Alan Goehring plays an aggressive style of poker that has paid off in spades. Last year, the 41-year-old Wisconsin native won the World Poker Tour (WPT) Championship--the Super Bowl of poker--and its $1,011,886 pot. He got there by leaving the financial world of New York to slum on the beaches of California, where he learned the art of Texas Hold'em. As he prepared to defend his title at this month's WPT finals, Goehring took some time out to help us with our own game.
Follow your joy
When I was 25, I was working in New York City as a bond trader. I thought, "These are the best years of my life," so I moved to Southern California to become a beach bum, although I still worked for my old company, Paine Webber. That's where I learned to play Texas Hold'em.1 (See "Poker Lingo.")
Learn by doing
I learned to play by trial and error and by reading a few poker books. But most of my training came when I moved back to New York after three years in California. There are a lot of gambling junkies on Wall Street, and I introduced them to the game of Texas Hold'em.
We started playing poker every day after work--even a few times on the trading floor--though that quickly came to an end after a partners' meeting. Wall Street guys are very aggressive and very loose. We played six-handed,2 and we played three times faster than at a casino because of player speed and quick shuffling. That helped develop my style.
Don't be a follower
In 1999 I did very well in a No-Limit Hold'em3 poker tournament, where I won approximately $770,000. Later, I tried to emulate the top players, who were basically more conservative, and I kept losing tournaments. Finally, I knocked on my head and said, "Wait a second, how did I win the $770,000?" So I wrote down what I did originally, went back to my natural style, and started doing better. Now my philosophy is to ignore what everyone else does. Play your own game.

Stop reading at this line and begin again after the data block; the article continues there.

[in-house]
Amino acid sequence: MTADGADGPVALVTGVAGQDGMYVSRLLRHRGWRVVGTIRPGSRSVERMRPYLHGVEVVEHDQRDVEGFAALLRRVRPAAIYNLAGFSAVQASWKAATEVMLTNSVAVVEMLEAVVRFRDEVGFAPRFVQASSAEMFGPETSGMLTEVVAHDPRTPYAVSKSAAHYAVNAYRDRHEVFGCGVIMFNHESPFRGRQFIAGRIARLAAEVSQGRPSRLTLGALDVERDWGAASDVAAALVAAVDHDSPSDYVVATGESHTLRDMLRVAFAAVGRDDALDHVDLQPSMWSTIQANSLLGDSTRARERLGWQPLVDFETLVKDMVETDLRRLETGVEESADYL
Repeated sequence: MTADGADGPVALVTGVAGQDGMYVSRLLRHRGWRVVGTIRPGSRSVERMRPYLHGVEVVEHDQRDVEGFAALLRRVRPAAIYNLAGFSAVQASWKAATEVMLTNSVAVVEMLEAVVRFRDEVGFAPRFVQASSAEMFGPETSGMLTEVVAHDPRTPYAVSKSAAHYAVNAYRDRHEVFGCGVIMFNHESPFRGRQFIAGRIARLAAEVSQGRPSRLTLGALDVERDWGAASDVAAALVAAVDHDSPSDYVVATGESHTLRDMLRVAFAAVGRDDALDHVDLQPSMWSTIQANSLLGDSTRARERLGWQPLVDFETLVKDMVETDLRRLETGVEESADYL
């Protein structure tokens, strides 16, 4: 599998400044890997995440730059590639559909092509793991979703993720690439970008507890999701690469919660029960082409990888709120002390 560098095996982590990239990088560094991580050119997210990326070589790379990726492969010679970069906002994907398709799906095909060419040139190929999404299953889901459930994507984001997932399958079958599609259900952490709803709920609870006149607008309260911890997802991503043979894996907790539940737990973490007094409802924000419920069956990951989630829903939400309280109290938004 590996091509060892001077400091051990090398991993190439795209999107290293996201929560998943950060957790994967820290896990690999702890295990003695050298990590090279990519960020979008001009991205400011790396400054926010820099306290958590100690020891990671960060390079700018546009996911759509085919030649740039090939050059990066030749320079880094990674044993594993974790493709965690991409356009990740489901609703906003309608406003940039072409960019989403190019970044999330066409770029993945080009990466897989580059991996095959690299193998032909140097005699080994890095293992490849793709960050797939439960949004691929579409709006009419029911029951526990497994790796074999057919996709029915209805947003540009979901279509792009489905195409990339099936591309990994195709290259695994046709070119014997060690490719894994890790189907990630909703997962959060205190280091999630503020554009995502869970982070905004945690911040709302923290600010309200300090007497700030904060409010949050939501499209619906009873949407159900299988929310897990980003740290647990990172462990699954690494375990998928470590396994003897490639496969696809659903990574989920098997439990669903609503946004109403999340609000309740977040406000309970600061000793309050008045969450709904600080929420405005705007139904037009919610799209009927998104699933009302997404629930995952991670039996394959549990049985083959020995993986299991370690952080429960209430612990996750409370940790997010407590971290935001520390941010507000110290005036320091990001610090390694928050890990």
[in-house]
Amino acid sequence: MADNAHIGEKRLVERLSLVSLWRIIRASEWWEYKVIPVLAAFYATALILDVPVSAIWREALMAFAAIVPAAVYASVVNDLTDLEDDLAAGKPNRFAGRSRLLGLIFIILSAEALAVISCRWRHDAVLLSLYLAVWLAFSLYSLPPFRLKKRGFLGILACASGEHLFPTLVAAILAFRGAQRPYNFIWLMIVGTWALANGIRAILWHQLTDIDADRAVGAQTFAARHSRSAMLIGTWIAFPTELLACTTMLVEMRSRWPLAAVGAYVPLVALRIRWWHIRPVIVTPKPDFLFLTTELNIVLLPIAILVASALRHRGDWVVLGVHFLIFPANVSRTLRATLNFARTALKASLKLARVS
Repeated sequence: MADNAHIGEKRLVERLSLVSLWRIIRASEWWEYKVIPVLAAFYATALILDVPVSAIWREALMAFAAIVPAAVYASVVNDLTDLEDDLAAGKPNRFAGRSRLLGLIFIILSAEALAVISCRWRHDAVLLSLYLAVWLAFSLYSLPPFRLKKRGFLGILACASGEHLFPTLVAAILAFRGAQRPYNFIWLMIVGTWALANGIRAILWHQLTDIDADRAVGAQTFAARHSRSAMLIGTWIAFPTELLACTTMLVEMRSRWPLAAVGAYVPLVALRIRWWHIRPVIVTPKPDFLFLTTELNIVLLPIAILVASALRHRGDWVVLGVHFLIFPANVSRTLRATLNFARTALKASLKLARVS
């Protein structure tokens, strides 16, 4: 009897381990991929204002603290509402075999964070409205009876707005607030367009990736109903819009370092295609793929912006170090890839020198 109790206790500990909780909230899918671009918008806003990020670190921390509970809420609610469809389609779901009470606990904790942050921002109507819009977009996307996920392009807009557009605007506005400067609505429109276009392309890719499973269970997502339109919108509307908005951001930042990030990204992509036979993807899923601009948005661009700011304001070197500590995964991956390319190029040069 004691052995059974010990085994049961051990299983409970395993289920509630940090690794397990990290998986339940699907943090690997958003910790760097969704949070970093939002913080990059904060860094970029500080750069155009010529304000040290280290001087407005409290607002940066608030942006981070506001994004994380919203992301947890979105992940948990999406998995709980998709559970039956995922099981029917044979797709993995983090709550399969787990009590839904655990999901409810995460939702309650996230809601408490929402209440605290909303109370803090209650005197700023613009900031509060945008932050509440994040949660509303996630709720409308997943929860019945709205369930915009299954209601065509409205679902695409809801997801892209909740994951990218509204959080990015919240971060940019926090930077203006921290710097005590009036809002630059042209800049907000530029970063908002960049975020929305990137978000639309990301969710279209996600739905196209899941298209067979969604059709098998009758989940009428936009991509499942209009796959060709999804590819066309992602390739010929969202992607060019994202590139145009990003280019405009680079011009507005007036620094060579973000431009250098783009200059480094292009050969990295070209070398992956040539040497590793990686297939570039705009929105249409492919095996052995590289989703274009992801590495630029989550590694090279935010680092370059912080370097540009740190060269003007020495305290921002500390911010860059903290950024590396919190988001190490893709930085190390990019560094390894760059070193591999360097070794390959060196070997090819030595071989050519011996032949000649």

I don't take poker as seriously as a lot of other players. I think to be a great player, you have to play loose--that is, play more hands than the average player would based on the two starting cards.4 I want to have as much fun as I can, and I don't want to lose.
There are no easy answers
Poker is not like science or physics, where there's a definitive answer.
You can have two expert players look at the same hand and disagree on what the correct play is. To get to the poker championship, I won hands that 80% of experts would never play. There's no oracle from God that says, "This is the only way to play Texas Hold'em."
Use visual aids
I had laser eye surgery before one tournament, so I wore these huge, intimidating sunglasses to protect my eyes. At that point, nobody knew who I was--they might have thought I looked like a professional player. Now I call them my lucky glasses, because I wore them when I won the $770,000 and at last year's finals. When you're excited, your pupils dilate, so sunglasses are like chicken soup--they can't hurt. I also think they give me more confidence.
Keep them guessing
At one tournament, this rookie player and I had a fair amount of chips in the pot. He was looking really nervous, so I kept betting aggressively with pocket eights. Turns out he had a pair of pocket kings, and I lost. After that, I decided tells5 are overrated. Every poker player becomes an actor. Smart players with weak hands may try to look strong, but smarter players know this. So when they have a weak hand, they try and look like they have a really, really weak hand-- like reverse-reverse psychology. I just try to keep everyone off-balance.
It's how you play the game
I used to complain about my starting hands, but now I know it's about how well you play. In last year's championship round, I had pocket aces6 just once, and won only a small pot. The two times I had pocket kings--the second-best starting hand--I lost. It's how you play the cards you're dealt.
Don't play not to lose
To win in No-Limit Hold'em, you have to have guts. Once I was playing against poker legend Doyle Brunson, and I had pocket jacks. He went all in7 with $500,000. Now 80% of the top players would say you should fold your hand; the other 20%, including me, would say, "People are playing very loose right now." So I went in with 20% of what I had on the table --$500,000--and wound up winning a monster pot.
(I started the day with a huge chip lead anyway, so I wasn't in danger of being knocked out.) A lot of players don't want to lose all their chips, so they play conservatively and lose. It's the single biggest mistake they make. I play poker a little bit like I drive: I can go from Las Vegas to Los Angeles and not one car will pass me.